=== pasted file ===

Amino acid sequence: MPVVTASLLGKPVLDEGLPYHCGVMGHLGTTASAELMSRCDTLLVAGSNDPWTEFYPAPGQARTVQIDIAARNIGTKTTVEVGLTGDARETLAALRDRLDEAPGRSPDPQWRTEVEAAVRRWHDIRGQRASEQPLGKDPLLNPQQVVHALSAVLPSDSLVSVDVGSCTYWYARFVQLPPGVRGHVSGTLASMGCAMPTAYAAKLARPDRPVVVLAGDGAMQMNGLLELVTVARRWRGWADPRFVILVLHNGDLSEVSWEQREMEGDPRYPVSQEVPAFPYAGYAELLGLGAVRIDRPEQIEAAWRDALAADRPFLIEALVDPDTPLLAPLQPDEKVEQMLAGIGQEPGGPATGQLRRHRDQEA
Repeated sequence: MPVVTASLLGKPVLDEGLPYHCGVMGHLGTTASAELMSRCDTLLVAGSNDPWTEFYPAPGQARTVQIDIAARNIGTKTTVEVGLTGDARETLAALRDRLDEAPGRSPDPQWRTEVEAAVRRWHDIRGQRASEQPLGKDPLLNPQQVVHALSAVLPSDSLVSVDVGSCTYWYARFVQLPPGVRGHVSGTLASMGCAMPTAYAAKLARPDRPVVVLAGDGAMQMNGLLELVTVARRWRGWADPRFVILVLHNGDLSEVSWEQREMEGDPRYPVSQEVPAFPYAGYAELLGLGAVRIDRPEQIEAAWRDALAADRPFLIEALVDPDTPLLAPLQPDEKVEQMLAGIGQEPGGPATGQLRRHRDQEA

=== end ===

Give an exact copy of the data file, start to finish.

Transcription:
Amino acid sequence: MPVVTASLLGKPVLDEGLPYHCGVMGHLGTTASAELMSRCDTLLVAGSNDPWTEFYPAPGQARTVQIDIAARNIGTKTTVEVGLTGDARETLAALRDRLDEAPGRSPDPQWRTEVEAAVRRWHDIRGQRASEQPLGKDPLLNPQQVVHALSAVLPSDSLVSVDVGSCTYWYARFVQLPPGVRGHVSGTLASMGCAMPTAYAAKLARPDRPVVVLAGDGAMQMNGLLELVTVARRWRGWADPRFVILVLHNGDLSEVSWEQREMEGDPRYPVSQEVPAFPYAGYAELLGLGAVRIDRPEQIEAAWRDALAADRPFLIEALVDPDTPLLAPLQPDEKVEQMLAGIGQEPGGPATGQLRRHRDQEA
Repeated sequence: MPVVTASLLGKPVLDEGLPYHCGVMGHLGTTASAELMSRCDTLLVAGSNDPWTEFYPAPGQARTVQIDIAARNIGTKTTVEVGLTGDARETLAALRDRLDEAPGRSPDPQWRTEVEAAVRRWHDIRGQRASEQPLGKDPLLNPQQVVHALSAVLPSDSLVSVDVGSCTYWYARFVQLPPGVRGHVSGTLASMGCAMPTAYAAKLARPDRPVVVLAGDGAMQMNGLLELVTVARRWRGWADPRFVILVLHNGDLSEVSWEQREMEGDPRYPVSQEVPAFPYAGYAELLGLGAVRIDRPEQIEAAWRDALAADRPFLIEALVDPDTPLLAPLQPDEKVEQMLAGIGQEPGGPATGQLRRHRDQEA